Because the progression and symptoms of schizophrenia vary from one person to another, treatment must be an individualized decision. Schizophrenia cannot be cured, but it can be effectively managed in many people.
Treatment options include:
- Antipsychotic medications
- Atypical medications
- Other useful medications
- Electroconvulsive ("shock") therapy
- Family support
Antipsychotic medication has been available since the mid-1950s, and it has greatly improved the outlook for people with schizophrenia.These medications reduce the symptoms of
Typical antipsychotic drugs (also called neuroleptic drugs) work by blocking receptors in the brain of the chemical messenger
Antipsychotic drugs include:
- Chlorpromazine (Thorazine)
- Haloperidol (Haldol)
- Perphenazine (Trilafon)
- Thioridazine (Mellaril)
- Mesoridazine (Serentil)
- Trifluoperazine (Stelazine)
- Fluphenazine (Prolixin)
Side effects of antipsychotic medications include:
- Sleepiness and lethargy (which usually decreases over time)
- Dry mouth
- Eye problems
- Allergic reactions
- Weight gain
- Menstrual irregularities in women
- Sexual dysfunction
Nearly every antipsychotic drug can cause abnormal muscle spasms or involuntary movement of the nerves and muscles controlling movement and coordination. These are known as extrapyramidal symptoms. If this occurs, the doctor will reduce the dosage or switch to a different type of medication.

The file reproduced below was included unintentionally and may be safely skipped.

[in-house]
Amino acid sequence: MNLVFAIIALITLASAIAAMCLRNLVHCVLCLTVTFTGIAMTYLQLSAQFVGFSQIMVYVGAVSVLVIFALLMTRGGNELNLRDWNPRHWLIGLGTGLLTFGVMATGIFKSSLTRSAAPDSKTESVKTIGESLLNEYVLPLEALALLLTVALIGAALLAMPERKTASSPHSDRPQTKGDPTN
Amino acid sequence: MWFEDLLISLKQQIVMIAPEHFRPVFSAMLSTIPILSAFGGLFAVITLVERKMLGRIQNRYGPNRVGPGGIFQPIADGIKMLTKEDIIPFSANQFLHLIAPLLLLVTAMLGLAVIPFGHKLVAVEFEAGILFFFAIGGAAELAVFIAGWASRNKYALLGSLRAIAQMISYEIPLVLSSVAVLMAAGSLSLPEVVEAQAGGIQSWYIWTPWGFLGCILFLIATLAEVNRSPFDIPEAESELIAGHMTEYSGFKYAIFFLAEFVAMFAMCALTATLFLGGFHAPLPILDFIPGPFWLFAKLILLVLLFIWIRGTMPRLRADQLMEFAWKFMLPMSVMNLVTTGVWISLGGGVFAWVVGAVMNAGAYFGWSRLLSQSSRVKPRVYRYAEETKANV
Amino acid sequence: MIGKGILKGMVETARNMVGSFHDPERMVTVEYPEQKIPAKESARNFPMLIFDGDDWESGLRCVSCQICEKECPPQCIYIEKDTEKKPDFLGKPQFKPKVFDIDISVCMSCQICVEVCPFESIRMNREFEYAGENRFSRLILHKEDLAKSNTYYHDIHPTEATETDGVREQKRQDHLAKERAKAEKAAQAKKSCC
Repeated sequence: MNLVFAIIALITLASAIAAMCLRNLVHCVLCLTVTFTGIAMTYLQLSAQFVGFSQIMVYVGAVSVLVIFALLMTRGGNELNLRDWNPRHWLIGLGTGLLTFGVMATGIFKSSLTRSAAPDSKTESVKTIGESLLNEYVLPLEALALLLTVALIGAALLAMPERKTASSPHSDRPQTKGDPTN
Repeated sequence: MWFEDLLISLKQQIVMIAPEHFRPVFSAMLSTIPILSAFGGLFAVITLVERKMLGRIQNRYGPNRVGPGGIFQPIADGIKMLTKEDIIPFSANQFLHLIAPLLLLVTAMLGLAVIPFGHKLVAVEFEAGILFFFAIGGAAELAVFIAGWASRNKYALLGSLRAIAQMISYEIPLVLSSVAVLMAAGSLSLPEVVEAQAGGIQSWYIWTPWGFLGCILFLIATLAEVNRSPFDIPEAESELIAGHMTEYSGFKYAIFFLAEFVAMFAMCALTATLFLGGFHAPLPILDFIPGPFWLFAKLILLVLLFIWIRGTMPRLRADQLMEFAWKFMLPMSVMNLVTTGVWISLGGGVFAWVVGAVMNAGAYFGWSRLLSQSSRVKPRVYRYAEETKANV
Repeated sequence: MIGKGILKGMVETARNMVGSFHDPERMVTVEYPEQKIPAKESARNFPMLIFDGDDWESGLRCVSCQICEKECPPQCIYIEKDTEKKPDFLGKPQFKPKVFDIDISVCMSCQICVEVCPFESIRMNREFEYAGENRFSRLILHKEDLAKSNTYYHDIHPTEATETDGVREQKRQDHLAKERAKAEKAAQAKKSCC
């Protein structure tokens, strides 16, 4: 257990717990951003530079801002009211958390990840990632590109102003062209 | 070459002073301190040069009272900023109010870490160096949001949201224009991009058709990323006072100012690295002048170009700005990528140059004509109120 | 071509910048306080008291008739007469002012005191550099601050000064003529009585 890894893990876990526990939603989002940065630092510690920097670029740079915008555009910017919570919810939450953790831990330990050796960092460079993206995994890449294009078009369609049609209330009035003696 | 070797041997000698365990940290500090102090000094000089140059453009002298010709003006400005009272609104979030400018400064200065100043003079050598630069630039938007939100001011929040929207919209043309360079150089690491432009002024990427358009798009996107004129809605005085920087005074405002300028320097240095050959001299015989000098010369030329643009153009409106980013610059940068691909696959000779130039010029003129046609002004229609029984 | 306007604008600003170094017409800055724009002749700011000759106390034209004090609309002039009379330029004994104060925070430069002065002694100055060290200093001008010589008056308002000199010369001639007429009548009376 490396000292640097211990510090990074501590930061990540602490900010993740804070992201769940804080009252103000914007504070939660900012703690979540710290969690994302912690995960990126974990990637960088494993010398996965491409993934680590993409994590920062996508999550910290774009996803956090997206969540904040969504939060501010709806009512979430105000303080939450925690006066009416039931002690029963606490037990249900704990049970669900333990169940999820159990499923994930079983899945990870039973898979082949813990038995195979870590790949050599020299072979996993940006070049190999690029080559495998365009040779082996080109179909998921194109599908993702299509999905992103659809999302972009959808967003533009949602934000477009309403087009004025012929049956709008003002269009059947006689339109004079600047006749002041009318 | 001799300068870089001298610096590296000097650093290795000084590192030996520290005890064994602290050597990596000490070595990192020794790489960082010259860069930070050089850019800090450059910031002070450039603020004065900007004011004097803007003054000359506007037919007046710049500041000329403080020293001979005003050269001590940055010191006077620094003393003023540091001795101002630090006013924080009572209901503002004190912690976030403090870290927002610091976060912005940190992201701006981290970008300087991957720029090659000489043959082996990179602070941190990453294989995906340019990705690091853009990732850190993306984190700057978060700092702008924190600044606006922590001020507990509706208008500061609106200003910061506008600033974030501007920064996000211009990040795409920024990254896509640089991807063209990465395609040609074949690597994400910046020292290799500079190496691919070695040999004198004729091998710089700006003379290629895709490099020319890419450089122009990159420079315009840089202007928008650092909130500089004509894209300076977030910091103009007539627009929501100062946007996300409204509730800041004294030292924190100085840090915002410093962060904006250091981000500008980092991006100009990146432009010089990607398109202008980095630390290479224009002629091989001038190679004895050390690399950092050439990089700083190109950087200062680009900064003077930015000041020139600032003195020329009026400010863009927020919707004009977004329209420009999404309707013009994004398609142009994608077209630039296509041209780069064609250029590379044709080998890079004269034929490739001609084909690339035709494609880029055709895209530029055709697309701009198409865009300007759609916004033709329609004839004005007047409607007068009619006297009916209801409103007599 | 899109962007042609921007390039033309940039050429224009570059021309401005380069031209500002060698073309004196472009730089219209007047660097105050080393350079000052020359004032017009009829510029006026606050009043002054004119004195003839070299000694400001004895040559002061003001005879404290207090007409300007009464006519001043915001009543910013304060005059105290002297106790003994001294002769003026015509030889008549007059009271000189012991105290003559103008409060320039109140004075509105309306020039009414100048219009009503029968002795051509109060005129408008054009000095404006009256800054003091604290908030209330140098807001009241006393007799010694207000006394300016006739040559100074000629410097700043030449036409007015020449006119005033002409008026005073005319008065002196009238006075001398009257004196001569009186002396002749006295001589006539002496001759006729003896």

Need To Know:
A serious but rare side effect is a condition called neuroleptic malignant syndrome, in which dangerously high body temperatures occur. Without immediate treatment, which side effect can be fatal in 20 percent of the people who develop it.
Since 1990, a number of newer medications have been introduced to treat schizophrenia. These so-called "atypical drugs" work in areas of the brain that are different from those affected by typical antipsychotic drugs.
Atypical drugs include:
- Clozapine (Clozaril) - The first of these newer drugs, clozapine is particularly useful in younger people. Side effects include nasal congestion, drooling, low blood pressure, headache, sleepiness, and weight gain. Serious side effects include seizures and, rarely, a potentially life-threatening decrease in a person's white blood cells (a condition called agranulocytosis). People taking this medication must be monitored with blood tests every one to two weeks.
- Risperidone (Risperdal) - This drug works better than typical antipsychotic drugs in many people. Common side effects include sleepiness, weight gain, and dizziness.
- Olanzapine (Zyprexa) - This drug has a lower risk for seizures and agranulocytosis. As with risperidone, common side effects include sleepiness, weight gain, and dizziness.
Need To Know:
Some people are concerned about long-term use of antipsychotic medications. In addition to side effects, they worry about addiction. Keep in mind that:
Other medications that can help symptoms of schizophrenia in some people include:
- Antidepressants. Depression is common in people with schizophrenia. One study concluded that antidepressants may help prevent relapse of schizophrenic symptoms.
- Antianxiety drugs. Benzodiazepines are normally used to treat anxiety, but they have been found to reduce schizophrenic symptoms in some people.
- Lithium. Ordinarily used for bipolar disorder, lithium is useful for some individuals, particularly those who have no family history of schizophrenia.
- Antiepileptic drugs. Drugs ordinarily prescribed for epilepsy can help people who are violent and who do not respond to other drugs.